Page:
Why is the most simple solution so complicated?

I once lived in a small town bordering Canada. We were a close knit community. Except when it came to the local dog. My neighbors would get so angry when the dog was out chasing deer through the community. Some of them talked of killing the dog. The dog’s owner knew how everyone felt, but he just could not find it in himself to make any effort to control his dog.

This is the common theme that we deal with as animal control officers, we see the same people committing the same infractions. It isn’t the dog’s fault, but try convincing the owner of that fact.

Owners seem to be more upset with you impounding their dog, than to appreciate their role in the chain of events. I have encountered numerous times in which the owner just throws up his (or her) hands and just decide to teach the dog a lesson and let the dog sit in the pound (I know, I hate that word too), “to teach it a lesson.”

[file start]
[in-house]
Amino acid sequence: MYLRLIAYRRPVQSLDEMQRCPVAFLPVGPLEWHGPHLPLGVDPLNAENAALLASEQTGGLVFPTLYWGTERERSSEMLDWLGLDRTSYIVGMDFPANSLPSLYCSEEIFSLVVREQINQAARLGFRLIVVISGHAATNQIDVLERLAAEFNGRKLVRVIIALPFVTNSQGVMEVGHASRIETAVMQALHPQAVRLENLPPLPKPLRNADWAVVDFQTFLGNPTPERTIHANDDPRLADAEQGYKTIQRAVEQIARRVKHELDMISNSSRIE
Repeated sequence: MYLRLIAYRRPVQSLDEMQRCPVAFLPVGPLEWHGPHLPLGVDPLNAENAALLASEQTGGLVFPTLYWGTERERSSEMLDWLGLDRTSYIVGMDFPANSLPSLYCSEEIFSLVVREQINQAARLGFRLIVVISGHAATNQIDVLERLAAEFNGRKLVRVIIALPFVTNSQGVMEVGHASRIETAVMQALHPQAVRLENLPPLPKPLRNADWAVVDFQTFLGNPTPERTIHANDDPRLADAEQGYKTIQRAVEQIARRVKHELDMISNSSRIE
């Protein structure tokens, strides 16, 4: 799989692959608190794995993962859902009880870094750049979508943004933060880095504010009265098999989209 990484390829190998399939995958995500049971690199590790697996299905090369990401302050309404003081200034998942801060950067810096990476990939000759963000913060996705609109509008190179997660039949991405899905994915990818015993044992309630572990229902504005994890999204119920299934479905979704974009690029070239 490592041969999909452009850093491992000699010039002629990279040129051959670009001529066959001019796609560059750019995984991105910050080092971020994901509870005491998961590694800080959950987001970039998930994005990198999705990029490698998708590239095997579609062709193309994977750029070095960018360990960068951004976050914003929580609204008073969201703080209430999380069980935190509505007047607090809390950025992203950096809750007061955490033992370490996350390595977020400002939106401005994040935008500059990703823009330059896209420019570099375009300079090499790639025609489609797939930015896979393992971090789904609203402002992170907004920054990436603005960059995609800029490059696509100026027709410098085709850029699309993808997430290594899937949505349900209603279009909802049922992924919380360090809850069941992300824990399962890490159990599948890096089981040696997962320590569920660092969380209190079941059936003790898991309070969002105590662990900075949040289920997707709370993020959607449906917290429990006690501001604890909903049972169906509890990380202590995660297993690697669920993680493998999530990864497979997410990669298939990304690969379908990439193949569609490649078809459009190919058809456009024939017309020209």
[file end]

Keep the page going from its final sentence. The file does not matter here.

I have had the opportunity to write a lot of city/county codes on animal ownership and one of my favorites is the ability to charge a person with animal abandonment for failing to reclaim their pet at the shelter. Some people cannot find it in themselves to do the right thing, so government has to force the issue.

The longer that I have been in the animal welfare profession, the more that I questioned if pet ownership is a net gain for the pet. We hear about all of the ways that pets are good for us, but how effective are we in being good for the pet? Especially when we cannot bring ourselves to do the most simple thing of keeping our pets out of trouble.

Working in an animal shelter, you will see incidents of a pet showing such devotion to their owner while their owner abuses them. You will see incidents in which owners will decide that it is easier to kill their pet than to provide basic care. You will see these things and ask yourself, “How did we become the dominant species.?”

God wanted us to be good stewards of our world. It is hard to find a single area in which we followed that directive.